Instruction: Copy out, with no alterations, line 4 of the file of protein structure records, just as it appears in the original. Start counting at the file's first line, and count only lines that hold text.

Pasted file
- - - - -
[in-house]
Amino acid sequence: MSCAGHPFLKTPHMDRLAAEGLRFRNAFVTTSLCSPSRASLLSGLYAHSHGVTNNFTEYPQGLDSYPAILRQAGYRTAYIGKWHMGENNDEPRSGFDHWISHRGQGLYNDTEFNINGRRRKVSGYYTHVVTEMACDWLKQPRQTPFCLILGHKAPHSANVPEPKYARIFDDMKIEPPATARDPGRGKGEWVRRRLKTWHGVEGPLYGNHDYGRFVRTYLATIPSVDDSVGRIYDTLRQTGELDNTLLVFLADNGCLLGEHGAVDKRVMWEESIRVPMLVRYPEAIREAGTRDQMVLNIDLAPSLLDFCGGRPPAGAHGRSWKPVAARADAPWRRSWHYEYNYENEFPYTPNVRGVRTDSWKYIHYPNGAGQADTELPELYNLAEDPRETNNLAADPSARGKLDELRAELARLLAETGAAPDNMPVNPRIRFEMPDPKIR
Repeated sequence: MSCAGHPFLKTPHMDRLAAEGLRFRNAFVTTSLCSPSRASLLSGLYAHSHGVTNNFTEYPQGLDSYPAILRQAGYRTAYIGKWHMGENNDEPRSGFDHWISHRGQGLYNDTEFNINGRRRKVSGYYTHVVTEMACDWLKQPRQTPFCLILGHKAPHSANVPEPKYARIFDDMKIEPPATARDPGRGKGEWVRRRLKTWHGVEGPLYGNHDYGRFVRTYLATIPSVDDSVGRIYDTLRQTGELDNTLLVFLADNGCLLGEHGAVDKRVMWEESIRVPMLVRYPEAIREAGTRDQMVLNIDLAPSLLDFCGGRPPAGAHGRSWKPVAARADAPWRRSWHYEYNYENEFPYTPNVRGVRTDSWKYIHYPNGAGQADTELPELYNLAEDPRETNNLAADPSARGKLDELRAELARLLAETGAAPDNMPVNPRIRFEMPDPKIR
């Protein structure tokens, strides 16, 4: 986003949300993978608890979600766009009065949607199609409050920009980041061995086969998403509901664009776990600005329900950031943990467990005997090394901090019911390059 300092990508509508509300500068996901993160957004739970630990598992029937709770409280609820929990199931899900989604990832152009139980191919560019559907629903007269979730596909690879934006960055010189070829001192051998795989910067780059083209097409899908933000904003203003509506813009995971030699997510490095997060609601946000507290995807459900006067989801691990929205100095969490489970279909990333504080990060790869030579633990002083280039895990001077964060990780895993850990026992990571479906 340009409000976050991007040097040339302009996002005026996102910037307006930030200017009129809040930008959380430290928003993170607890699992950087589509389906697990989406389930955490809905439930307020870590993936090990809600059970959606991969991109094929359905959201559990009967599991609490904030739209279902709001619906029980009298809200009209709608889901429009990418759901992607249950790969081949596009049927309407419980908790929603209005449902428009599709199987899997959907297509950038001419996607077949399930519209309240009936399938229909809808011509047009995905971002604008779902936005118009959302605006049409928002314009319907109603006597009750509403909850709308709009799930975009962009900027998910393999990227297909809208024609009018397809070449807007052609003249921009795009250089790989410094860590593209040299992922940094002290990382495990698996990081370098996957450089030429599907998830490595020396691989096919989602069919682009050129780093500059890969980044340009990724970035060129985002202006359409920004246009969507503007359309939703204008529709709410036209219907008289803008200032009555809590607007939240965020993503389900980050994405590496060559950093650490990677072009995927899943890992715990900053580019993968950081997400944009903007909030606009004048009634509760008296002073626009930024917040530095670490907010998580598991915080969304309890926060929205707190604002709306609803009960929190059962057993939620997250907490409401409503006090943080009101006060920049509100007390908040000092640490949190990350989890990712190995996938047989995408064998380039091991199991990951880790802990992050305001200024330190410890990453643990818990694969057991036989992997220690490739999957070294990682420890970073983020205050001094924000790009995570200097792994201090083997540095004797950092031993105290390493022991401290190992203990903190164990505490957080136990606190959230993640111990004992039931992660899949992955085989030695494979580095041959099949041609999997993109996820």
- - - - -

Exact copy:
């Protein structure tokens, strides 16, 4: 986003949300993978608890979600766009009065949607199609409050920009980041061995086969998403509901664009776990600005329900950031943990467990005997090394901090019911390059 300092990508509508509300500068996901993160957004739970630990598992029937709770409280609820929990199931899900989604990832152009139980191919560019559907629903007269979730596909690879934006960055010189070829001192051998795989910067780059083209097409899908933000904003203003509506813009995971030699997510490095997060609601946000507290995807459900006067989801691990929205100095969490489970279909990333504080990060790869030579633990002083280039895990001077964060990780895993850990026992990571479906 340009409000976050991007040097040339302009996002005026996102910037307006930030200017009129809040930008959380430290928003993170607890699992950087589509389906697990989406389930955490809905439930307020870590993936090990809600059970959606991969991109094929359905959201559990009967599991609490904030739209279902709001619906029980009298809200009209709608889901429009990418759901992607249950790969081949596009049927309407419980908790929603209005449902428009599709199987899997959907297509950038001419996607077949399930519209309240009936399938229909809808011509047009995905971002604008779902936005118009959302605006049409928002314009319907109603006597009750509403909850709308709009799930975009962009900027998910393999990227297909809208024609009018397809070449807007052609003249921009795009250089790989410094860590593209040299992922940094002290990382495990698996990081370098996957450089030429599907998830490595020396691989096919989602069919682009050129780093500059890969980044340009990724970035060129985002202006359409920004246009969507503007359309939703204008529709709410036209219907008289803008200032009555809590607007939240965020993503389900980050994405590496060559950093650490990677072009995927899943890992715990900053580019993968950081997400944009903007909030606009004048009634509760008296002073626009930024917040530095670490907010998580598991915080969304309890926060929205707190604002709306609803009960929190059962057993939620997250907490409401409503006090943080009101006060920049509100007390908040000092640490949190990350989890990712190995996938047989995408064998380039091991199991990951880790802990992050305001200024330190410890990453643990818990694969057991036989992997220690490739999957070294990682420890970073983020205050001094924000790009995570200097792994201090083997540095004797950092031993105290390493022991401290190992203990903190164990505490957080136990606190959230993640111990004992039931992660899949992955085989030695494979580095041959099949041609999997993109996820």